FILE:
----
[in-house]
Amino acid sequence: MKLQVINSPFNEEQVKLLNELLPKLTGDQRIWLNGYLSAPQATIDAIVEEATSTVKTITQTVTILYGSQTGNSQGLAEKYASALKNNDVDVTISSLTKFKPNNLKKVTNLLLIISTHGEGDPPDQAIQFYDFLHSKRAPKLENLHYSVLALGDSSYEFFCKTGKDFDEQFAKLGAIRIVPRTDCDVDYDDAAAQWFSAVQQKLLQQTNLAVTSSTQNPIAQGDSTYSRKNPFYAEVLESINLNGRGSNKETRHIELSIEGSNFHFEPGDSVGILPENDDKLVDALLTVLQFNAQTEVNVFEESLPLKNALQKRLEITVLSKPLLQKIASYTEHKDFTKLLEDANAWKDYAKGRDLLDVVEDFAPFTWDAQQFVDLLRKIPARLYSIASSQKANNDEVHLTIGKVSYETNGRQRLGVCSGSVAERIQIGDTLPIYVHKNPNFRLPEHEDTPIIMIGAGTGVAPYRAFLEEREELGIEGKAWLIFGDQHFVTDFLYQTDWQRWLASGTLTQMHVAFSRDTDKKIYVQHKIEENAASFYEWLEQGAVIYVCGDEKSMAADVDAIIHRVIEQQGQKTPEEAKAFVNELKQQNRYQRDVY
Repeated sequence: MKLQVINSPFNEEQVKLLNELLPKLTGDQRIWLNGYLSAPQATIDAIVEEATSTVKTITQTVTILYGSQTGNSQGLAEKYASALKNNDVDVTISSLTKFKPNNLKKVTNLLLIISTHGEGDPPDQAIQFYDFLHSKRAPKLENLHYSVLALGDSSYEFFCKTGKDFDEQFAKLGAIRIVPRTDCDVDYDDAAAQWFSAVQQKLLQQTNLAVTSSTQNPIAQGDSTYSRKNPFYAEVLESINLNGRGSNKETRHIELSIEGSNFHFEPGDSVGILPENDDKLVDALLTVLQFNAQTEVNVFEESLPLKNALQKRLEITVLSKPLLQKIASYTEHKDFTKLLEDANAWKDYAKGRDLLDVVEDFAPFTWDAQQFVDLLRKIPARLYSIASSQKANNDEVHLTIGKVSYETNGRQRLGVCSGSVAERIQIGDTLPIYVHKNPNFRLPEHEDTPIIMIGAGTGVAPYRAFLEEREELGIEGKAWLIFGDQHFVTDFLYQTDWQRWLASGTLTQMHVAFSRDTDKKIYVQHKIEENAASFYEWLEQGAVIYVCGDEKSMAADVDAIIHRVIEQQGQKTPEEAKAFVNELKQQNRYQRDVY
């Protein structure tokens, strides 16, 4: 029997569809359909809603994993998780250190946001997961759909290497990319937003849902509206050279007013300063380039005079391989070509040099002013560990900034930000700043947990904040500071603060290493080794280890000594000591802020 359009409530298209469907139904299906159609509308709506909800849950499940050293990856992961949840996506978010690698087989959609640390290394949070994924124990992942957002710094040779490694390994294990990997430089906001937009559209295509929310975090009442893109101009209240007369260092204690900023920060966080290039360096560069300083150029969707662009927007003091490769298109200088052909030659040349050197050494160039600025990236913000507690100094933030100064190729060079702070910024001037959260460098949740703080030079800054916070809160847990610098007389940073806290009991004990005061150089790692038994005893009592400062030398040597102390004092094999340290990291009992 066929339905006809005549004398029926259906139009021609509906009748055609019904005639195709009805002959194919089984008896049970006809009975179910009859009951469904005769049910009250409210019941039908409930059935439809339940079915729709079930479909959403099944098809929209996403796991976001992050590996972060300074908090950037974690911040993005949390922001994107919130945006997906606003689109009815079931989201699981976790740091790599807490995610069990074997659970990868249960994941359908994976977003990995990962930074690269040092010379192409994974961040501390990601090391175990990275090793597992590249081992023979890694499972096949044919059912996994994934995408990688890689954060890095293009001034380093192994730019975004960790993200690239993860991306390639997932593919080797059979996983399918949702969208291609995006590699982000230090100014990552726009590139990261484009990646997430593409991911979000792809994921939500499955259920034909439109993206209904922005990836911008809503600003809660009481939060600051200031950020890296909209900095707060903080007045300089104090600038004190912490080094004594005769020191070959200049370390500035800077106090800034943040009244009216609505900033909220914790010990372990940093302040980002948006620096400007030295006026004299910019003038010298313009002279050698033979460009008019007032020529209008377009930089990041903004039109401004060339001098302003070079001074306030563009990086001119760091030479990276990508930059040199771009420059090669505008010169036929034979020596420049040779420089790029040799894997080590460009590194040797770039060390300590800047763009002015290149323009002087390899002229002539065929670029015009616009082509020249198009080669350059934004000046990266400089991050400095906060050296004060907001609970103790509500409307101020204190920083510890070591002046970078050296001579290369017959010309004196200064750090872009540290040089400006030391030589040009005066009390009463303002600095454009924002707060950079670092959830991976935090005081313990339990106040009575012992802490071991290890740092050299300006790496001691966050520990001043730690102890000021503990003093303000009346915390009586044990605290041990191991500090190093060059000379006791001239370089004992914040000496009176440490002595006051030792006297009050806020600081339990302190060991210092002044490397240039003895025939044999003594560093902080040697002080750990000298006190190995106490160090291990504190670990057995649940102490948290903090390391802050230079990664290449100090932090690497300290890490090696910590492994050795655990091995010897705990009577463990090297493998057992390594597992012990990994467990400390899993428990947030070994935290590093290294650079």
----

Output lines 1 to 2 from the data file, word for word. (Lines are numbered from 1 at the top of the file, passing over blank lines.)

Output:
[in-house]
Amino acid sequence: MKLQVINSPFNEEQVKLLNELLPKLTGDQRIWLNGYLSAPQATIDAIVEEATSTVKTITQTVTILYGSQTGNSQGLAEKYASALKNNDVDVTISSLTKFKPNNLKKVTNLLLIISTHGEGDPPDQAIQFYDFLHSKRAPKLENLHYSVLALGDSSYEFFCKTGKDFDEQFAKLGAIRIVPRTDCDVDYDDAAAQWFSAVQQKLLQQTNLAVTSSTQNPIAQGDSTYSRKNPFYAEVLESINLNGRGSNKETRHIELSIEGSNFHFEPGDSVGILPENDDKLVDALLTVLQFNAQTEVNVFEESLPLKNALQKRLEITVLSKPLLQKIASYTEHKDFTKLLEDANAWKDYAKGRDLLDVVEDFAPFTWDAQQFVDLLRKIPARLYSIASSQKANNDEVHLTIGKVSYETNGRQRLGVCSGSVAERIQIGDTLPIYVHKNPNFRLPEHEDTPIIMIGAGTGVAPYRAFLEEREELGIEGKAWLIFGDQHFVTDFLYQTDWQRWLASGTLTQMHVAFSRDTDKKIYVQHKIEENAASFYEWLEQGAVIYVCGDEKSMAADVDAIIHRVIEQQGQKTPEEAKAFVNELKQQNRYQRDVY